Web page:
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Larissa Doucette

Pharmacists can greatly improve patient outcomes and help reduce costs when participating in interdisciplinary health care teams, states a new paper (PDF) from the National Governors Association (NGA). However, many state laws and regulations prevent pharmacists from being able to practice “to the full scope of their professional training,” the NGA reports. The association suggests that states “seeking to integrate pharmacists more fully into the health care delivery system can examine state laws and regulations governing the profession.” NGA identified three areas that can be considered:

  • Laws and regulations that guide collaborative practice agreements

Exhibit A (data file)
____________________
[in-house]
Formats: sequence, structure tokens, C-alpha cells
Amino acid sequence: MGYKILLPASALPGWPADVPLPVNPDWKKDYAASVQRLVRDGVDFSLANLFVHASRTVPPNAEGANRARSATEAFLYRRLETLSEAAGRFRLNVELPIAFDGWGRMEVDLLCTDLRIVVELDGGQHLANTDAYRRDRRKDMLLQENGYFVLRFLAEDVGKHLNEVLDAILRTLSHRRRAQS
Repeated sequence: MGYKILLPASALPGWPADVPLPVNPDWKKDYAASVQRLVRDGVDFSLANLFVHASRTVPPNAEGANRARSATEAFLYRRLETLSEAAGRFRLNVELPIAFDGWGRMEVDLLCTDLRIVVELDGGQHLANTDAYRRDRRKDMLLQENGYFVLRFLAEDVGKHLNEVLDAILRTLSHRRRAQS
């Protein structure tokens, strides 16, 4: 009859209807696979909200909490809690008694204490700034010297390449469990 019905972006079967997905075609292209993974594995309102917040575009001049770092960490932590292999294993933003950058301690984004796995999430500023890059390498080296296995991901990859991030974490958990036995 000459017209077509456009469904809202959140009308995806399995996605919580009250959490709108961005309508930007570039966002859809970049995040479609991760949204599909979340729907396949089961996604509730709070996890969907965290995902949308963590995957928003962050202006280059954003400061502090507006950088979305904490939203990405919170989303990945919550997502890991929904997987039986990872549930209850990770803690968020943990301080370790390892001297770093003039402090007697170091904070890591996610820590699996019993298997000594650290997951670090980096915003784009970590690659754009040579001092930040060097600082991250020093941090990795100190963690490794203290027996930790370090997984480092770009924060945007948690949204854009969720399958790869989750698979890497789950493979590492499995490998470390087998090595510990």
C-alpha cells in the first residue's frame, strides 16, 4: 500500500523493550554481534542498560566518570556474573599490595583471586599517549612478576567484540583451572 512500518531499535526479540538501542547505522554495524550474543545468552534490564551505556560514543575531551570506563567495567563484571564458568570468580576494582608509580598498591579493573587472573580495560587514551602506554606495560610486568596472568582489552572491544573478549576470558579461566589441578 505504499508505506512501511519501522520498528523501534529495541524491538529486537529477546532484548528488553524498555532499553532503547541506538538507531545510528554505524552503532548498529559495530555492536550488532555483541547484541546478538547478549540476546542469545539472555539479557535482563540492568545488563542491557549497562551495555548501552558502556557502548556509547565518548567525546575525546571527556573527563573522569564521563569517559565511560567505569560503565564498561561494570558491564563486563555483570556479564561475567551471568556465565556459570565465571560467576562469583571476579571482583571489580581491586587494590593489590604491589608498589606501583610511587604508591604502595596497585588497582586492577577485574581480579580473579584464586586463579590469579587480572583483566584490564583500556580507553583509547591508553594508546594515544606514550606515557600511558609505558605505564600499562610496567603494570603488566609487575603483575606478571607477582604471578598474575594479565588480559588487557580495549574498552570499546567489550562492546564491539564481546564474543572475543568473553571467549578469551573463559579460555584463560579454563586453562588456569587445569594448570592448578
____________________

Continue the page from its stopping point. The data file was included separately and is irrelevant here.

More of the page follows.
• Recognition of pharmacists as health care providers to ensure compensation
  • Pharmacists’ access to health information technology systems

The paper highlights Minnesota as one example of a state with regulations that support pharmacist-delivered services for chronically ill patients. In 2005, the state started covering medication therapy management for patients in Medicaid and state employee health programs. An evaluation of the initiative showed that participating pharmacists identified and resolved 587 drug therapy problems in the first year of the program.